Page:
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Dead Penguins Found Closer to Equator Than Ever Before

Sabrina Valle in Rio de Janeiro
for National Geographic News
August 5, 2008
 
With hundreds of dead or sick Magellanic penguins washing up along the Brazilian coast in recent weeks, experts are struggling to figure out why so many have been appearing—and why they're so much farther north than usual.




In July and August—winter in South America—it is common for a few dozen young penguins to wash up as far north as Rio de Janeiro state.

That's because each year thousands of the animals living in Patagonia, at the southern tip of South America, swim out to sea in search of fish and get swept up in strong ocean currents that carry them northward.

A few casualties along the way are inevitable, especially among younger birds that are not strong enough to survive pollution, disease, or other incidents.

But this year wildlife officials say they have found about 500 dead or dying birds along the coast of the northeastern state of Bahia—much closer to the Equator than the penguins have ever been found before.

"Global warming is the logical cause," said climatologist Jose Marengo of Brazil's National Institute for Space Research (INPE) and a member of the UN's Intergovernmental Panel on Climate Change.

"Sea currents are a reflection of wind patterns. This winter has started earlier and, so far, has been more severe," Marengo said.

As a consequence, the ocean currents in which the penguins travel can get stronger on particularly cold days, taking the birds farther north.

Still, the South Atlantic is one of the "big holes in climate knowledge" in the Americas, Marengo cautioned. There are no historical statistics that could prove global warming is affecting local sea currents.

Sick and Tired

As of July 30, workers in Bahia were treating 474 sick penguins, said Sheila Serra, a biologist at the Sea Mammals Institute in the state capital of Salvador. In addition, more than a hundred penguins had been found dead in Bahia.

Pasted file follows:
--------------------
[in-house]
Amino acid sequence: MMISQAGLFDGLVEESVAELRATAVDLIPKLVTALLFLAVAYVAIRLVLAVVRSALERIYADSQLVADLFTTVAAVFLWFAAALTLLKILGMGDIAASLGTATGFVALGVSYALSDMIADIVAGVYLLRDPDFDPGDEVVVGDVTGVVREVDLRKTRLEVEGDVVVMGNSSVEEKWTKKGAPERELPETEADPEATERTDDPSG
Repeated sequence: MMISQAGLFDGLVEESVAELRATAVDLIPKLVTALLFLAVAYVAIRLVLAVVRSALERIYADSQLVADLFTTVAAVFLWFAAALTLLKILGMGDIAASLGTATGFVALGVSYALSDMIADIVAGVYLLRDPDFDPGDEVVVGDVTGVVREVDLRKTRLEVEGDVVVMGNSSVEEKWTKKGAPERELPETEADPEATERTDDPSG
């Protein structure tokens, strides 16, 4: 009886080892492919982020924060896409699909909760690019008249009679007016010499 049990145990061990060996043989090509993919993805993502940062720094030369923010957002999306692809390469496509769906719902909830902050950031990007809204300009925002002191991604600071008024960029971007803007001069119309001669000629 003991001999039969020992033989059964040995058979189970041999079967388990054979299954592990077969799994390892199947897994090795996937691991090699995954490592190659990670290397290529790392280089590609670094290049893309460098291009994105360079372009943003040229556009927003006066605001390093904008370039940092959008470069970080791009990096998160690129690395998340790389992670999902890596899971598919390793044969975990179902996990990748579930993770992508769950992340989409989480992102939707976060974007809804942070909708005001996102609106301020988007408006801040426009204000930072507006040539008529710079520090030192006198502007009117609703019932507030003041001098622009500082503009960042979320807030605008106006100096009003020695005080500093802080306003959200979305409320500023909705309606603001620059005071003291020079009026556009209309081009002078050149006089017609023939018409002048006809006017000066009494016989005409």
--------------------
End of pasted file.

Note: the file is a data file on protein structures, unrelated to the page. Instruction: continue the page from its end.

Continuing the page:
Last year the institute saw no injured penguins at all, Serra noted. The most they had ever seen until recently was 20 in 2001.

This year penguins "started arriving on July 17, and now we are getting dozens of calls a day. We don't even have places for them all, nor time to count all the deaths," she said.

For the birds in Bahia, the most likely cause of death was sheer exhaustion, Serra said. After swimming for thousands of miles, the penguins arrive weak and anemic, often with severe weight loss.

Meanwhile, about 750 miles (1,200 kilometers) southwest, more than 400 penguins have been reported dead along Rio de Janeiro's beaches. (See a map of Brazil.)

In addition to weariness, many of these seabirds appear to be suffering from pollution-related illnesses.

Andre Lima of Niteroi Zoo in the city of Rio de Janeiro said that, while only eight penguins were brought into the zoo for treatment last year, this season more than a hundred have arrived.

"Lots of them show up with oil stains" Lima said. "Others are sick from sea pollution or have [fish] bones in their mouths" from species that are much larger than ones the penguins usually eat.

The birds soaked in oil are the most vulnerable, noted Gilberto Manzoni of the Mammals and Seabirds Lab at the Universidade do Vale do Itajaí.

(Related: "Oil-Slicked Penguins Wash Ashore Dead in Argentina" [May 12, 2006].)

"The oil deregulates the mechanism that controls their body temperature," Manzoni said.

"They leave the water to get warm, using up a lot of their energy and so losing their capability to search for food."

Some of these birds fall victim to misinformed beachgoers, who try to rescue the penguins by taking them home and putting them inside the refrigerator or in buckets of ice. Many of these animals, already weak, end up dying.

Sick penguins that are instead taken to zoos or other institutions can improve after weeks of medical care.

The Brazilian government usually flies survivors to the south of the country, where the penguins can catch currents back home.
 

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